Air Power: From Kitty Hawk to Gulf War II : a History of the People, Ideas and Machines that Transformed War in the Century of Flight

Front Cover
Viking, 2003 - Aeronautics, Military - 518 pages
3 Reviews
Arguably no single human invention has transformed war more than the aeroplane. The potential of airpower to change the very nature - perhaps even the meaning - of combat was strikingly evident almost from the moment the Wright brothers first flew. showing how, during the course of the 20th century, it transformed warfare. Drawing on combat memoirs, government and industry archives, technical studies and museum collections, this text brings together a complete narrative history of war in the air, with the people, events, ideas and inventions that made it possible.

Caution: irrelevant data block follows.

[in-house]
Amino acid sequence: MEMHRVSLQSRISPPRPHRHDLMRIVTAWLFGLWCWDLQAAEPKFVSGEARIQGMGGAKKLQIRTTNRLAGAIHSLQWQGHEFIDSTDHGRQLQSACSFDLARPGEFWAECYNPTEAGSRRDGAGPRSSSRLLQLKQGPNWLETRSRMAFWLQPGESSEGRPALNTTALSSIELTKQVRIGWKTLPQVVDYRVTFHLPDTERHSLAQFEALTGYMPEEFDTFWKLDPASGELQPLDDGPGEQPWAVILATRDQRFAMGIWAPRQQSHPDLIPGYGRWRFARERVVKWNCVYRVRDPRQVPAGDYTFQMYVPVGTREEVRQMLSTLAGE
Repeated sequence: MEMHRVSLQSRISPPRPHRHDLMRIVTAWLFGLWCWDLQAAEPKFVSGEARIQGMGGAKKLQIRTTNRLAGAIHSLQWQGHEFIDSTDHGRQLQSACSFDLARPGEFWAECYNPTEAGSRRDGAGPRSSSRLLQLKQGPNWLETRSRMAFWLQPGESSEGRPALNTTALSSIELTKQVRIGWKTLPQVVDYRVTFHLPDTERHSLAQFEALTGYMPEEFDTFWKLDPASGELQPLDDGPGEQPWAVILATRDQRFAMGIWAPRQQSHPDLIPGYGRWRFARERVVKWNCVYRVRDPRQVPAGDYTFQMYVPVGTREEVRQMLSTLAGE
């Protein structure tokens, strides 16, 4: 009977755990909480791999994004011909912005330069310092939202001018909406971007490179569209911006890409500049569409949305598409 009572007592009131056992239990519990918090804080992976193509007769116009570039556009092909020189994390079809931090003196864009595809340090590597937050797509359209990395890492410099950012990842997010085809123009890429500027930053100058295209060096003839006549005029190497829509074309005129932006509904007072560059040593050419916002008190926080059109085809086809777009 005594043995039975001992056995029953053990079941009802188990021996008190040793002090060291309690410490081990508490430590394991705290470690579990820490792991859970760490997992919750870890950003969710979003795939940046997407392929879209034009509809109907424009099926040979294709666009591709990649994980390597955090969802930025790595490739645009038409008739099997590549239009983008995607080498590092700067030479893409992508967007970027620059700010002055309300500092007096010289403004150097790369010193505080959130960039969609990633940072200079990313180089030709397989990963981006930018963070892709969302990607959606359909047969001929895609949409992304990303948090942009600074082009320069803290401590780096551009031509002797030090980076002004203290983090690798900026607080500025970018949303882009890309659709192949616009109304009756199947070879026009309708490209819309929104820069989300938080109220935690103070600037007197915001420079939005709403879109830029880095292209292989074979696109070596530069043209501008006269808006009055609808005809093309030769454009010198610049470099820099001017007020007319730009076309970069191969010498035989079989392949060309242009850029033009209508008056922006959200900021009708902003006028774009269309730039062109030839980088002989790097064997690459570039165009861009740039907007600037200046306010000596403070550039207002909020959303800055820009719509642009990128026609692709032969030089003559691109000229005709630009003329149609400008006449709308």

From inside the book

What people are saying - Write a review

LibraryThing Review

User Review  - jcbrunner - LibraryThing

On my visit to the Air and Space Museum "annex" in Dulles Airport, I bought this survey book to brush up my limited knowledge about air warfare and the history of flight which recently celebrated its ... Read full review

Review: Air Power: The Men, Machines, and Ideas That Revolutionized War, from Kitty Hawk to Iraq

User Review  - Chuck - Goodreads

This is a history of air power, though mostly American air power, and of the American military's obsession with precision strategic bombing since World War One. Read full review


flying machine
Scientists and empiricists Invading Frenchmen and phantom airships

14 other sections not shown

Common terms and phrases

References to this book

Martin Gilbert
Snippet view - 2004

About the author (2003)

Stephen Budiansky, scientist & journalist, is a correspondent for "The Atlantic Monthly." His five highly acclaimed books include "If a Lion Could Talk: Animal Intelligence & the Evolution of Consciousness" & "The Nature of Horses." He lives in Leesburg, Virginia.

Bibliographic information